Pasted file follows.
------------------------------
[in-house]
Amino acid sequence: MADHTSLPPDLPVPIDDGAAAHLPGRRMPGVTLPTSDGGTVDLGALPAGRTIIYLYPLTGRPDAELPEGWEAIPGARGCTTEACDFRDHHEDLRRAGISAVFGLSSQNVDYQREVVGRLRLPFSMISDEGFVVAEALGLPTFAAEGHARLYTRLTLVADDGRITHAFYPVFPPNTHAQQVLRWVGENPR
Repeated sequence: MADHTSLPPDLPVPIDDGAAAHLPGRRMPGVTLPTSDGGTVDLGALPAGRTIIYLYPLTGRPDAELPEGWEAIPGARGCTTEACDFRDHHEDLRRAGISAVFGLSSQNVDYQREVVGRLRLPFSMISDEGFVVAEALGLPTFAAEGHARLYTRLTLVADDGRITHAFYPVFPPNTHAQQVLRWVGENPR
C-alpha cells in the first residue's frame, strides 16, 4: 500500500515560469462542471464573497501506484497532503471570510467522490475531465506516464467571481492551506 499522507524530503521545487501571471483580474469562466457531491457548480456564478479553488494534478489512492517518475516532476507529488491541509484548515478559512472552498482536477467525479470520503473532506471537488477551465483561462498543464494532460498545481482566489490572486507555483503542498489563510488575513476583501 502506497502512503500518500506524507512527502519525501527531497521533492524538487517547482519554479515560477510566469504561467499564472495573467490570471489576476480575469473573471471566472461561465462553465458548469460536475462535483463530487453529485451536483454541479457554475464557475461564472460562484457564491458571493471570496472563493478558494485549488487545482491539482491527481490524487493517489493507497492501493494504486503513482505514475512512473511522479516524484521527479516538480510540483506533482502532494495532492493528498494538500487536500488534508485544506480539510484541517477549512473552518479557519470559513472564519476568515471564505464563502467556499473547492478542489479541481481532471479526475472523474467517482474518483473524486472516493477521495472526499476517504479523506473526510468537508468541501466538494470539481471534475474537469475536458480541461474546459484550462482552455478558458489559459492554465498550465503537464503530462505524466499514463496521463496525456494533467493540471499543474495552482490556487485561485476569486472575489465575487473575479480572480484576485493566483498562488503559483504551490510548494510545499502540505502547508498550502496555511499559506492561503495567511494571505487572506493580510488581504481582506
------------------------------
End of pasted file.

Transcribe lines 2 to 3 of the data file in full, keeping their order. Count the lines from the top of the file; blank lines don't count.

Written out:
Amino acid sequence: MADHTSLPPDLPVPIDDGAAAHLPGRRMPGVTLPTSDGGTVDLGALPAGRTIIYLYPLTGRPDAELPEGWEAIPGARGCTTEACDFRDHHEDLRRAGISAVFGLSSQNVDYQREVVGRLRLPFSMISDEGFVVAEALGLPTFAAEGHARLYTRLTLVADDGRITHAFYPVFPPNTHAQQVLRWVGENPR
Repeated sequence: MADHTSLPPDLPVPIDDGAAAHLPGRRMPGVTLPTSDGGTVDLGALPAGRTIIYLYPLTGRPDAELPEGWEAIPGARGCTTEACDFRDHHEDLRRAGISAVFGLSSQNVDYQREVVGRLRLPFSMISDEGFVVAEALGLPTFAAEGHARLYTRLTLVADDGRITHAFYPVFPPNTHAQQVLRWVGENPR